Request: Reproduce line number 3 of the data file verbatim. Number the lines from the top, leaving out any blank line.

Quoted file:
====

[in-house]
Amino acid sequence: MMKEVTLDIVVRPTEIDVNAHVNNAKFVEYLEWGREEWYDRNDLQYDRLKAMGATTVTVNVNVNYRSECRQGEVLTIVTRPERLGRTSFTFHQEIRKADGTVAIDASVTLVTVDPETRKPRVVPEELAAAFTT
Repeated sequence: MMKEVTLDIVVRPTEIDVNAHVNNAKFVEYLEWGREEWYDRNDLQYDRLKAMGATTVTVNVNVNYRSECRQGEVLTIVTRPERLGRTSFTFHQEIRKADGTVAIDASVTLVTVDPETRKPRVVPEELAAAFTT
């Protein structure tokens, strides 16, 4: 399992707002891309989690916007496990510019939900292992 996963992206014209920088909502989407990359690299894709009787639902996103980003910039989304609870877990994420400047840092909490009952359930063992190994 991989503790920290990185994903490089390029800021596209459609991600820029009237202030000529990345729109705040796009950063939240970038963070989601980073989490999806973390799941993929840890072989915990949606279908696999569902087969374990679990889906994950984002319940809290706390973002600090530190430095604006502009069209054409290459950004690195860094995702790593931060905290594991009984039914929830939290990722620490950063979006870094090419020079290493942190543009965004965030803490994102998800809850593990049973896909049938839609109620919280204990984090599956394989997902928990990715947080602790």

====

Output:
Repeated sequence: MMKEVTLDIVVRPTEIDVNAHVNNAKFVEYLEWGREEWYDRNDLQYDRLKAMGATTVTVNVNVNYRSECRQGEVLTIVTRPERLGRTSFTFHQEIRKADGTVAIDASVTLVTVDPETRKPRVVPEELAAAFTT